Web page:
Moscow, 8 April 1997 (RFE/RL) - A senior Russian official says that poor tax collection in the first quarter of this year could force the government to seek approval of the State Duma for spending cuts, effectively re-opening the budget debate over spending priorities.
Deputy Finance Minister Sergei Shatalov said in Moscow at a round table on tax reform yesterday that the government intends to submit a plan to the State Duma this month outlining how the government intends to sequester -- or cut -- spending because tax revenues fell below budget targets in the first three months of the year.
The 1997 budget law requires the government to consult the Duma on spending cuts when revenue collection falls below 90 percent of quarterly budget levels. The provision raises the possibility that the battle over spending priorities could continue throughout the year.
The 1997 budget took months to get approved in the opposition-dominated Duma as conservative legislators pressed for more spending and the government tried to defend a low budget deficit.
Most economists and many government officials say the current budget forecasts unrealistic revenues targets which the government will be unable to meet. However, some observers point out that the government may not be too concerned over having to consult the Duma on cuts because it has ignored spending plans in the past.
The prospect of political infighting over the budget throughout the year could wreak havoc on already chilly relations between the Duma and the Cabinet, diverting attention away from pressing tax reform legislation.
Shatalov said tax collection was improving, but he acknowledged that tax collection under the 1997 budget "will be very difficult." He said the government had collected less than half of planned levels in January, February and March.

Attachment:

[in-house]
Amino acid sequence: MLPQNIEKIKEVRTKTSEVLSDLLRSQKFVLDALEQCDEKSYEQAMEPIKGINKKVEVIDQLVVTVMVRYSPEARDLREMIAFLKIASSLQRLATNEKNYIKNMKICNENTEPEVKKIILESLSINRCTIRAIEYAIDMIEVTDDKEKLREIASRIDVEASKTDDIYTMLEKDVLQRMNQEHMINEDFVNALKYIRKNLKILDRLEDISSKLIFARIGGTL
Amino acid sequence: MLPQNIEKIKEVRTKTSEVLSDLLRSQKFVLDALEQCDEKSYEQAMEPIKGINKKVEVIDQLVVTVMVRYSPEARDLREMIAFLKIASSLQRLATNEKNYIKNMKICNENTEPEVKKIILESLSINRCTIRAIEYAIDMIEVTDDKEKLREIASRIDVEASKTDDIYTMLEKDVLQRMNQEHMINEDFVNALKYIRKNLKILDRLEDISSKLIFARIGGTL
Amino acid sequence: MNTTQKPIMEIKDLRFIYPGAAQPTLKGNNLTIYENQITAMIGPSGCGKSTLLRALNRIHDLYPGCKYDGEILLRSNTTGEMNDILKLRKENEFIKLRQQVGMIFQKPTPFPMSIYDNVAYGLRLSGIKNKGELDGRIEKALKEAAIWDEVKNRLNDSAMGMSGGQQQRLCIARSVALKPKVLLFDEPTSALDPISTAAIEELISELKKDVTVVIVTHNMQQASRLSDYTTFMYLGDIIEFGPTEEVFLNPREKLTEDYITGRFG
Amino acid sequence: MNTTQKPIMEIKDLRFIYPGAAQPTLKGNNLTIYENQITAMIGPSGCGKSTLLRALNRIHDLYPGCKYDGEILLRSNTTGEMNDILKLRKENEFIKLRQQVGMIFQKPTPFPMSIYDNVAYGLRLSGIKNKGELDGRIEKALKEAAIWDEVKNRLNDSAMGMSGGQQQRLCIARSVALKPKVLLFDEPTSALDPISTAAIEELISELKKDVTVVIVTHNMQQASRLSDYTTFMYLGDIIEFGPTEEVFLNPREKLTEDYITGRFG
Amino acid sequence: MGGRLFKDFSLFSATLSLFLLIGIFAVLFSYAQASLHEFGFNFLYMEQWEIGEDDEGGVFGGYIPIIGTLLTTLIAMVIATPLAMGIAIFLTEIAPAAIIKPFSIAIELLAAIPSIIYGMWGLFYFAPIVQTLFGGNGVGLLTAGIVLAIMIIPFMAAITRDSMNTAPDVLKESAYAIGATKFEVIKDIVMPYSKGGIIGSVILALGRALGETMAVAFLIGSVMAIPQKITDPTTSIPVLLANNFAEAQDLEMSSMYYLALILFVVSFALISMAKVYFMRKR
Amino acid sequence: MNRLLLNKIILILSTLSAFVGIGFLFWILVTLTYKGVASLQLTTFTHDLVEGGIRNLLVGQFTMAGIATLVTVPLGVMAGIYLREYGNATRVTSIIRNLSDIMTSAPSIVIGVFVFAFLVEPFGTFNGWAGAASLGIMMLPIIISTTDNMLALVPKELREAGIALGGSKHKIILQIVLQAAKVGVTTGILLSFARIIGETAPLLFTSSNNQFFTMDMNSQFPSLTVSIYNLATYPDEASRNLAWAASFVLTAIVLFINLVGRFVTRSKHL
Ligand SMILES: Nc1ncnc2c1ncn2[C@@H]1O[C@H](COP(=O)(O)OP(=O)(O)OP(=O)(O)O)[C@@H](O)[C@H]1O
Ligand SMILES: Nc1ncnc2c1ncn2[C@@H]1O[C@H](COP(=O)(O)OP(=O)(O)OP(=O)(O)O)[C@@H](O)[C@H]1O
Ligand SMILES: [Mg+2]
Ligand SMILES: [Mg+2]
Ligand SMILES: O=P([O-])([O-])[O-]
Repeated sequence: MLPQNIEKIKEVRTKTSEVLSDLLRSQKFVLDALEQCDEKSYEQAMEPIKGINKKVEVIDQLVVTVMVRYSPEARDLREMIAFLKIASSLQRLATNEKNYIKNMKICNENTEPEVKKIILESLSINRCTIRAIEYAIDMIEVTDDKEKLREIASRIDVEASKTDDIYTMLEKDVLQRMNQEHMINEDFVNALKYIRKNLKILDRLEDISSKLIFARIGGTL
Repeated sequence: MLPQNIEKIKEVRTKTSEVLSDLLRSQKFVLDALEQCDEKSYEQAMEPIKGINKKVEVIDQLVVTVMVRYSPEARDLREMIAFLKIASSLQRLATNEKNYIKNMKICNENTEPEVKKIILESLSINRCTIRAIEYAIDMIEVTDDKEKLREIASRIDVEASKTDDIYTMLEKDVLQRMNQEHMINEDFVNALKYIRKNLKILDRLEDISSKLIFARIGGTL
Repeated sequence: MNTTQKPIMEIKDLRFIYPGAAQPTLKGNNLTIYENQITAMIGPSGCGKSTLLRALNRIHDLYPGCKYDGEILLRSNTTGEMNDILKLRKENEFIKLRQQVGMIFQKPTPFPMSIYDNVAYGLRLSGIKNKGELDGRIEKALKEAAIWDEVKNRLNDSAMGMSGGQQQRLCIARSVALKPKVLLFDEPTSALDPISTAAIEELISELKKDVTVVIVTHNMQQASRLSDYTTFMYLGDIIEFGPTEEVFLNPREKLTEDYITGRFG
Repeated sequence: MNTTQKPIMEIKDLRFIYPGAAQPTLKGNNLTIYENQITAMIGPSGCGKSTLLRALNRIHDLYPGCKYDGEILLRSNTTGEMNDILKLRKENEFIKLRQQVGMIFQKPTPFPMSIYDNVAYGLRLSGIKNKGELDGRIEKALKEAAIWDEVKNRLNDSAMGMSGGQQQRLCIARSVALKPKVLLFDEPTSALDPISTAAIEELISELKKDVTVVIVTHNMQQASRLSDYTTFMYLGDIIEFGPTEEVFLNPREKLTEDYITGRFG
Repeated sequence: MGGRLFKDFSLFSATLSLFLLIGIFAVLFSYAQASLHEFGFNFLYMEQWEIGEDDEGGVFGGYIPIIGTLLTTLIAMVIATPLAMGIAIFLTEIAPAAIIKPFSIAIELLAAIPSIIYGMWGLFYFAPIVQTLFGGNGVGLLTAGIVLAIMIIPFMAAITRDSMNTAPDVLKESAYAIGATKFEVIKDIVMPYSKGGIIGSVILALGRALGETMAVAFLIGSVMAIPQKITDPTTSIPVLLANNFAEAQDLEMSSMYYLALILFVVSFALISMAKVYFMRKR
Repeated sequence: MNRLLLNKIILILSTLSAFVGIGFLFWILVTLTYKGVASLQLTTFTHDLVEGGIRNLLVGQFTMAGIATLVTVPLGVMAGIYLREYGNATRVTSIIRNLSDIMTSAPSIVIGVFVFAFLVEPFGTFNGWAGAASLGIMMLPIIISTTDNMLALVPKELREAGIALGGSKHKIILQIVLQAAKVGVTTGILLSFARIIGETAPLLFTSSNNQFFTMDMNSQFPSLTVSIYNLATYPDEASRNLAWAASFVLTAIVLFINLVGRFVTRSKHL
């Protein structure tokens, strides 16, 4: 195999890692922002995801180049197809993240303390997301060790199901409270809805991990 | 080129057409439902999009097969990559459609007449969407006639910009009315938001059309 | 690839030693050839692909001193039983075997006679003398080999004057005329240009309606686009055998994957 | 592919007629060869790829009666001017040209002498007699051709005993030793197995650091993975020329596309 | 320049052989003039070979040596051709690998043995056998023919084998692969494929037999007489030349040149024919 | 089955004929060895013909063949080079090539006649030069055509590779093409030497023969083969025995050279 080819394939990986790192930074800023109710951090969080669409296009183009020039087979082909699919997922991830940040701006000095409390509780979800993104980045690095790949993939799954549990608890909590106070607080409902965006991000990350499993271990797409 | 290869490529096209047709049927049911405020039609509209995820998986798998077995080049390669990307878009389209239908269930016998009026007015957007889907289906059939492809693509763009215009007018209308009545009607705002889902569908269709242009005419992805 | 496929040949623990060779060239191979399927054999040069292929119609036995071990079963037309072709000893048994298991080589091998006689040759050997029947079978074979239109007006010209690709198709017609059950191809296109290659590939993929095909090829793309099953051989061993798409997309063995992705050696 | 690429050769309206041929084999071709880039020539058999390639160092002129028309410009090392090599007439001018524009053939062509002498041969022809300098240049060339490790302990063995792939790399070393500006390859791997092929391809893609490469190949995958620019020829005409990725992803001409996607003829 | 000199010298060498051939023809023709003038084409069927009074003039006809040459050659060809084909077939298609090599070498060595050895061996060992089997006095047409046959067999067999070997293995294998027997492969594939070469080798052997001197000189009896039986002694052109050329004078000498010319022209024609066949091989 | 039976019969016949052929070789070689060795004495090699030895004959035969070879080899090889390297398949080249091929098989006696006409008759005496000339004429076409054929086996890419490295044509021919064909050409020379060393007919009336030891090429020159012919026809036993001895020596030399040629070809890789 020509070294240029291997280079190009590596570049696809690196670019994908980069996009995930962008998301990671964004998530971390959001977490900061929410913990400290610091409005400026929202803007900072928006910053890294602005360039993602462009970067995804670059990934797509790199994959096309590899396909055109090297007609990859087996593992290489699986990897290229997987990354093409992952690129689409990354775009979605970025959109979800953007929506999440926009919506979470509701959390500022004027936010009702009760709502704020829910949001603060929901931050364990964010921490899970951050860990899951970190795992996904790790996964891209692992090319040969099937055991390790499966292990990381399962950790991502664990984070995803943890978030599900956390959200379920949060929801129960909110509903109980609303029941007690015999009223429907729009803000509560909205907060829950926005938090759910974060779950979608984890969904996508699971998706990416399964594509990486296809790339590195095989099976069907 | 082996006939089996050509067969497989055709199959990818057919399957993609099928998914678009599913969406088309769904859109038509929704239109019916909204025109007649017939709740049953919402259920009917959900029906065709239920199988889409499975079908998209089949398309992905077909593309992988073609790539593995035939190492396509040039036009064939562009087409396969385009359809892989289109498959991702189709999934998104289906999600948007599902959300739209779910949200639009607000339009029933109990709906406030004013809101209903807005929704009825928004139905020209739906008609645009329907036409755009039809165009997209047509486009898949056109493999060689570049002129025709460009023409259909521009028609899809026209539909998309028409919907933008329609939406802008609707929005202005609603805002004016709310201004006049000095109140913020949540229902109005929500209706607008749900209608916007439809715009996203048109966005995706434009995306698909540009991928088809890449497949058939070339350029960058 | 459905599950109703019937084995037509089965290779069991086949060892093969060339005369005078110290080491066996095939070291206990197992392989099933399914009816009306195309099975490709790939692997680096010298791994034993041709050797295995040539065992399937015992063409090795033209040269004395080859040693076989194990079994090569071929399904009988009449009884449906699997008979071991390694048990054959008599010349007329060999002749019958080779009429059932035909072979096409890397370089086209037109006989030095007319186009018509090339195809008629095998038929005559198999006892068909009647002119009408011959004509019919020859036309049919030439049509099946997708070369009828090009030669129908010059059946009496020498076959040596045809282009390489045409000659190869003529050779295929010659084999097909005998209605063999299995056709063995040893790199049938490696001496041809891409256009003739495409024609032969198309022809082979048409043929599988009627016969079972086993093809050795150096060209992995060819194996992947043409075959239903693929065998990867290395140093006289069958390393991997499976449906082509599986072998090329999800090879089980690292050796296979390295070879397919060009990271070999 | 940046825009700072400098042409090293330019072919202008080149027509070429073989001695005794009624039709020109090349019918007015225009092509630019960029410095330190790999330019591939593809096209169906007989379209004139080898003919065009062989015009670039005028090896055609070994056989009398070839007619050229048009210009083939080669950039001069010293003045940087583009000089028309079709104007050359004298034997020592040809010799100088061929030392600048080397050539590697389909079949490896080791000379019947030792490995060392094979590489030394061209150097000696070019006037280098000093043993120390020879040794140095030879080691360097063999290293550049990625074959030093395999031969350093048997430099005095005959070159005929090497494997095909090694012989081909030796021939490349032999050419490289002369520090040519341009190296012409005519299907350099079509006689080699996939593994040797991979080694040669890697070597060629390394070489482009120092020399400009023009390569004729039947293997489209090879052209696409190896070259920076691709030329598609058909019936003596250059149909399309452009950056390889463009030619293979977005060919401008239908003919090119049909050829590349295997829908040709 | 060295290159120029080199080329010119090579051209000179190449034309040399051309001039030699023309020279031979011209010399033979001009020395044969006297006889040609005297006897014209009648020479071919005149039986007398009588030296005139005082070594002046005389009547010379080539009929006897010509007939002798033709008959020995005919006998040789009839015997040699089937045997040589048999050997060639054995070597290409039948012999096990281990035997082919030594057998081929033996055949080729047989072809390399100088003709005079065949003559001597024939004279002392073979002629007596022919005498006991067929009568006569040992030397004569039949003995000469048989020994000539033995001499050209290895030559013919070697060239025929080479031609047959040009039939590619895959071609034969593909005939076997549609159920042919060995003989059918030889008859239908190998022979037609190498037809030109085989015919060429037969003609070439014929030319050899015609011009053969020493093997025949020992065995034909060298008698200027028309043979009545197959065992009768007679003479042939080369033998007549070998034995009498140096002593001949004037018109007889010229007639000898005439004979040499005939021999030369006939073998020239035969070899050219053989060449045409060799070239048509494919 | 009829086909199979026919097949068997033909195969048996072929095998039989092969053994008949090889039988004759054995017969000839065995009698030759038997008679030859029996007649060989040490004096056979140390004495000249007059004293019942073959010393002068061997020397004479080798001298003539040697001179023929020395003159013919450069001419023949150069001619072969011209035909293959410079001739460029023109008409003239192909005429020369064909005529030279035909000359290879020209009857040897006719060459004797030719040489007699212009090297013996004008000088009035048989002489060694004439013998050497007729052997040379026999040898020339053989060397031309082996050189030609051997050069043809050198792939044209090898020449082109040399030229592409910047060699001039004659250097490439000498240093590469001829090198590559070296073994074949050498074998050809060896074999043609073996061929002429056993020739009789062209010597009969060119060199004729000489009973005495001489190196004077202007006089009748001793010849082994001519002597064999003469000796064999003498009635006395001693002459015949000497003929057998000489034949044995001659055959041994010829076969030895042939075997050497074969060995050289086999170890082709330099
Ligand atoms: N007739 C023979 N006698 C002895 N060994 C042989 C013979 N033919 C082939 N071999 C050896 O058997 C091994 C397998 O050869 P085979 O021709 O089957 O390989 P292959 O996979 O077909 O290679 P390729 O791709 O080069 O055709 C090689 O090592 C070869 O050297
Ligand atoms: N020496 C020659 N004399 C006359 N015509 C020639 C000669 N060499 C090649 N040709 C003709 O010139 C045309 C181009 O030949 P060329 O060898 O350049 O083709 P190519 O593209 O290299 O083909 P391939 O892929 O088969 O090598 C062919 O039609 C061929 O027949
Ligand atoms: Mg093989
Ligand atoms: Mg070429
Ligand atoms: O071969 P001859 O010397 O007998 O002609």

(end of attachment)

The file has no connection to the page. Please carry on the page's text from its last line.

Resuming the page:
Shatalov said the revenue shortfall would mean that the government will only support social payments and expenses related to financing Russia's internal and external debt. More spending cuts will only serve to deepen Russia's payments crisis, which has forced the government to delay payments to millions of workers and pensioners in an attempt to keep the budget deficit in check.
Stressing that tax reform is urgently needed to deal with the budget crisis, Shatalov said that the government would begin with canceling a series of tax exemptions, which he said led to a loss of some 160 trillion rubles every year.
But Alexander Pochinok, head of the State Duma's tax commission, said yesterday that legislators are unlikely to pass a new tax code for the next 18 months.
The government already has submitted the first part of the new tax code, and has promised to submit the rest before the end of the month. The International Monetary Fund has said several delayed installments of its $10 billion loan to Russia will remain frozen until the tax code is submitted to the Duma.
The IMF has previously delayed tranches under the loan program, citing the government's failure to collect budgeted tax revenues. During his visit to Moscow last week, IMF Managing Director Michel Camdessus stressed the urgent need for the government to boost tax revenues, calling its inability to do so "a crisis of the state."
Analysts have said the government is considering pushing a general tax code through the Duma, and then issuing decrees for the more sensitive areas of reform where legislators are likely to put up a fight.
But intransigence in the Duma is not considered insurmountable. Nikolai Petrov, an analyst at the Moscow-based Carnegie Endowment for International Peace said it was all a question of political will, and the government currently holds all the cards.
"The government has been successful when it needs to get results, like when it got the budget passed," he said. "If they really want to get it through, they can do it."